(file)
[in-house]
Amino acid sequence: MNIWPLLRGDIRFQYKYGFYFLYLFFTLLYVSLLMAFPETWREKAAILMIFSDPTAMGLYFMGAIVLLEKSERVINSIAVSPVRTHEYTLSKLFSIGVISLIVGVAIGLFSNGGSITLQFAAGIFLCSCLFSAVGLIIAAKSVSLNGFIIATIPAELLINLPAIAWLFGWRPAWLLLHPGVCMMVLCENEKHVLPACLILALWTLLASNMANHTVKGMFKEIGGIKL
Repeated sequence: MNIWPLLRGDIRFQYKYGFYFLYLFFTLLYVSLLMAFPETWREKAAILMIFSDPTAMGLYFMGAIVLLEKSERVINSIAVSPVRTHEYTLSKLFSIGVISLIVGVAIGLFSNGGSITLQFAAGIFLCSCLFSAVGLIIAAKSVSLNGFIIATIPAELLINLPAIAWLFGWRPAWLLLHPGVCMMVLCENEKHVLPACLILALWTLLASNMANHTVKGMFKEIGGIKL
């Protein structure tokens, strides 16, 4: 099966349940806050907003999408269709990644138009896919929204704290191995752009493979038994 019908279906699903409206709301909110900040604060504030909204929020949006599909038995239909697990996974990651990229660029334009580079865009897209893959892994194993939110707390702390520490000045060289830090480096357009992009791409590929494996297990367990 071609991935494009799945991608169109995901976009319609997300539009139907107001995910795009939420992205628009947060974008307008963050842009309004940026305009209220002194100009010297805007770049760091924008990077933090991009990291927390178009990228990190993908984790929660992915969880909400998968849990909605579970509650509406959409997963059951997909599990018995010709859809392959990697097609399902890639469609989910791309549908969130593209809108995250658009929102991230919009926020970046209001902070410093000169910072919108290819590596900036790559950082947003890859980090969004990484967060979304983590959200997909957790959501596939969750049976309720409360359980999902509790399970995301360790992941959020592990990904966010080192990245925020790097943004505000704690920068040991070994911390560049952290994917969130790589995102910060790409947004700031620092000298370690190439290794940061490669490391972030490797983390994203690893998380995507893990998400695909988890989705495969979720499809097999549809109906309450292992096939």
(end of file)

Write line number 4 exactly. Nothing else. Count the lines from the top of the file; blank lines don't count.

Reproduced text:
């Protein structure tokens, strides 16, 4: 099966349940806050907003999408269709990644138009896919929204704290191995752009493979038994 019908279906699903409206709301909110900040604060504030909204929020949006599909038995239909697990996974990651990229660029334009580079865009897209893959892994194993939110707390702390520490000045060289830090480096357009992009791409590929494996297990367990 071609991935494009799945991608169109995901976009319609997300539009139907107001995910795009939420992205628009947060974008307008963050842009309004940026305009209220002194100009010297805007770049760091924008990077933090991009990291927390178009990228990190993908984790929660992915969880909400998968849990909605579970509650509406959409997963059951997909599990018995010709859809392959990697097609399902890639469609989910791309549908969130593209809108995250658009929102991230919009926020970046209001902070410093000169910072919108290819590596900036790559950082947003890859980090969004990484967060979304983590959200997909957790959501596939969750049976309720409360359980999902509790399970995301360790992941959020592990990904966010080192990245925020790097943004505000704690920068040991070994911390560049952290994917969130790589995102910060790409947004700031620092000298370690190439290794940061490669490391972030490797983390994203690893998380995507893990998400695909988890989705495969979720499809097999549809109906309450292992096939």